Newbie questions


#21

Hi

Thanks. I guess that I’ll run it first and then plot the results on MS-Excel or something similar.

Just another question that is more philosophic really:
From what I understand, if I would like to run the anomaly detection on a different data that has different columns in the CSV and “behaves” differently I should run it again through the swarm to generate the correct parameters yaml file. To me, it seemes a bit simmilar to what “conventional” machine learning techniques do: they run a batch process every once in a while to choose the best algorithm for the data and then uses the algorithm found to process the data at near-realtime. According to the critisism that Jeff Hawkins daid in one of his talks and in his book, our brain doesn’t work like that so, does that mean that the swarming process is a temporary thing that you hope to remove the need for it in future releases?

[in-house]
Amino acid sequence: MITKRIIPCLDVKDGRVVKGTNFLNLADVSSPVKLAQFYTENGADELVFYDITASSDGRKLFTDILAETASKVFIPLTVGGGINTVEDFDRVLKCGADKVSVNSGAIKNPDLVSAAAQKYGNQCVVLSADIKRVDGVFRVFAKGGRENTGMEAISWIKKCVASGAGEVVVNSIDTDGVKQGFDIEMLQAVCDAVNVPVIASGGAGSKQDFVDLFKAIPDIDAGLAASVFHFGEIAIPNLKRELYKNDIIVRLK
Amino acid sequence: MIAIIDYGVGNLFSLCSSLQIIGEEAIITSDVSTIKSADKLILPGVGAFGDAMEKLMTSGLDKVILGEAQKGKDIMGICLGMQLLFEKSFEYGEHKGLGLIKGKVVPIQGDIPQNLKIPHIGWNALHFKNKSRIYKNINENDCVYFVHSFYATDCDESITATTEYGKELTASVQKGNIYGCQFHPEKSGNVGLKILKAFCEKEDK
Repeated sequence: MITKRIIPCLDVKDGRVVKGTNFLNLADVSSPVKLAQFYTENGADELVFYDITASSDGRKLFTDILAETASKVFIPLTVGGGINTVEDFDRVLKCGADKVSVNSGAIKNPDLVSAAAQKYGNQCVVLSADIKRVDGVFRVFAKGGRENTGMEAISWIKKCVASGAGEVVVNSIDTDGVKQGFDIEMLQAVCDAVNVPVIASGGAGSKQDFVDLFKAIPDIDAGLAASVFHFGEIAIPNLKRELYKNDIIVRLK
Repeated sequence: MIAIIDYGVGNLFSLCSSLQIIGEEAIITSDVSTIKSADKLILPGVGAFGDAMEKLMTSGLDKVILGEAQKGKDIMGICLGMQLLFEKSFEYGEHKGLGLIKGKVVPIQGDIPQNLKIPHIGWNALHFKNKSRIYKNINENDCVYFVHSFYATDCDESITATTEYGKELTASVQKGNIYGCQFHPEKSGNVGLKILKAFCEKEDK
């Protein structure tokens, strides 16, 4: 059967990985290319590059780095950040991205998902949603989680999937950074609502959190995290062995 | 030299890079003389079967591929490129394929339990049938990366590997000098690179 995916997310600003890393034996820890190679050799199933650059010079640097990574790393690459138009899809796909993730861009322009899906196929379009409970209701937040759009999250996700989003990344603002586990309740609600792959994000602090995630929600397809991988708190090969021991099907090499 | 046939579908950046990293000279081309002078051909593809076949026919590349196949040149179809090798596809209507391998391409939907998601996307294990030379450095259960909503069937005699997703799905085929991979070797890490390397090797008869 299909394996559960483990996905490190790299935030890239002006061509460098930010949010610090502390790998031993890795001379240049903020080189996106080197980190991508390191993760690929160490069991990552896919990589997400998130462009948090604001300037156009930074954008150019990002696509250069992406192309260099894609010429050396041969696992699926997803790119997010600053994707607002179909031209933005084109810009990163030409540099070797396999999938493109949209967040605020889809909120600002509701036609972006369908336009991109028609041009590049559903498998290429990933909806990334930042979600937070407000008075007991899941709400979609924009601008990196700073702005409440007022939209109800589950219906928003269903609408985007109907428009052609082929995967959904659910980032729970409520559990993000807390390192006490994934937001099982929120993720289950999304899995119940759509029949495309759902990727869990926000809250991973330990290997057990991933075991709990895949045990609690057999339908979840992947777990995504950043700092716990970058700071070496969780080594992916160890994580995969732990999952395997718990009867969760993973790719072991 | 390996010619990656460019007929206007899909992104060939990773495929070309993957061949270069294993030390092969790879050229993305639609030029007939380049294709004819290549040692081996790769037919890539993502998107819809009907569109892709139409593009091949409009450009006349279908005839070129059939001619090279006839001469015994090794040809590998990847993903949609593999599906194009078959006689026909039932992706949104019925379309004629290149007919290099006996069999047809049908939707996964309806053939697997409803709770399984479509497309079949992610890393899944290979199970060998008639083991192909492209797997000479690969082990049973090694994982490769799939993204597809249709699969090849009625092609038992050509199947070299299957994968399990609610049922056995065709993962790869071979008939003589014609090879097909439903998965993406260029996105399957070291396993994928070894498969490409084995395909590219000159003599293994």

Tnx,
Yuval Khalifa.
Blog. http://www.artifex.co.il/en


#22

@artifex I think you could have helped yourself here faster than we could have helped you. Just take the keywords of your question: “anomaly detection swarming” and search the forums. Most of these search results lead to the answer to your question:


#23

I’ve just installed Nupic and get the same blank screen in Matplotlib (I installed it via Ananconda), I then copied a 4 line code example from Matpoltlib website to check it is working correctly.

^CTraceback (most recent call last):
File “./run.py”, line 151, in
runModel(GYM_NAME, plot=plot)